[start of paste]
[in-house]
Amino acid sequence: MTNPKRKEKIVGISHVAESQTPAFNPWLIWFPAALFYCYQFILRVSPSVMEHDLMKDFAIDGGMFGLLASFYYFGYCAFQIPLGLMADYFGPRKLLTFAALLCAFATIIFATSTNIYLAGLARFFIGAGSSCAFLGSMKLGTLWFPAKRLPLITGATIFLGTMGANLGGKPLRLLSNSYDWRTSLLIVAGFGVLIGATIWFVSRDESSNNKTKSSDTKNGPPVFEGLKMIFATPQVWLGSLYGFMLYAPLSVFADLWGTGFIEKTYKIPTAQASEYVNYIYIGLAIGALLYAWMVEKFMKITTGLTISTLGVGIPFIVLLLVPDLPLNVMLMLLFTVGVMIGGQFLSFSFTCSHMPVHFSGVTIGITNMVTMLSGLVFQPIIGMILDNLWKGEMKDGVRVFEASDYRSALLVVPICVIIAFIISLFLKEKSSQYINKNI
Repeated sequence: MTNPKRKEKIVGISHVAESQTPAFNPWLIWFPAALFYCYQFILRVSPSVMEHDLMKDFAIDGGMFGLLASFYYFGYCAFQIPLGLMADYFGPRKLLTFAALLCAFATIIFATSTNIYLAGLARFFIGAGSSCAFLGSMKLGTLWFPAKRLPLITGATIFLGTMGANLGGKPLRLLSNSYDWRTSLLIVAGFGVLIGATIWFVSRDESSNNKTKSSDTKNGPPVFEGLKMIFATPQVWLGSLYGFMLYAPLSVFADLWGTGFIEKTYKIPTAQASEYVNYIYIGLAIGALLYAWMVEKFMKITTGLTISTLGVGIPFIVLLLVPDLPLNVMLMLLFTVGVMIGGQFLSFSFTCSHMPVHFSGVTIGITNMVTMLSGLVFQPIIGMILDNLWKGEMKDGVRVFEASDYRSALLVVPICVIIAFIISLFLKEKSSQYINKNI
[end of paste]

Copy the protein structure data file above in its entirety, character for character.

[in-house]
Amino acid sequence: MTNPKRKEKIVGISHVAESQTPAFNPWLIWFPAALFYCYQFILRVSPSVMEHDLMKDFAIDGGMFGLLASFYYFGYCAFQIPLGLMADYFGPRKLLTFAALLCAFATIIFATSTNIYLAGLARFFIGAGSSCAFLGSMKLGTLWFPAKRLPLITGATIFLGTMGANLGGKPLRLLSNSYDWRTSLLIVAGFGVLIGATIWFVSRDESSNNKTKSSDTKNGPPVFEGLKMIFATPQVWLGSLYGFMLYAPLSVFADLWGTGFIEKTYKIPTAQASEYVNYIYIGLAIGALLYAWMVEKFMKITTGLTISTLGVGIPFIVLLLVPDLPLNVMLMLLFTVGVMIGGQFLSFSFTCSHMPVHFSGVTIGITNMVTMLSGLVFQPIIGMILDNLWKGEMKDGVRVFEASDYRSALLVVPICVIIAFIISLFLKEKSSQYINKNI
Repeated sequence: MTNPKRKEKIVGISHVAESQTPAFNPWLIWFPAALFYCYQFILRVSPSVMEHDLMKDFAIDGGMFGLLASFYYFGYCAFQIPLGLMADYFGPRKLLTFAALLCAFATIIFATSTNIYLAGLARFFIGAGSSCAFLGSMKLGTLWFPAKRLPLITGATIFLGTMGANLGGKPLRLLSNSYDWRTSLLIVAGFGVLIGATIWFVSRDESSNNKTKSSDTKNGPPVFEGLKMIFATPQVWLGSLYGFMLYAPLSVFADLWGTGFIEKTYKIPTAQASEYVNYIYIGLAIGALLYAWMVEKFMKITTGLTISTLGVGIPFIVLLLVPDLPLNVMLMLLFTVGVMIGGQFLSFSFTCSHMPVHFSGVTIGITNMVTMLSGLVFQPIIGMILDNLWKGEMKDGVRVFEASDYRSALLVVPICVIIAFIISLFLKEKSSQYINKNI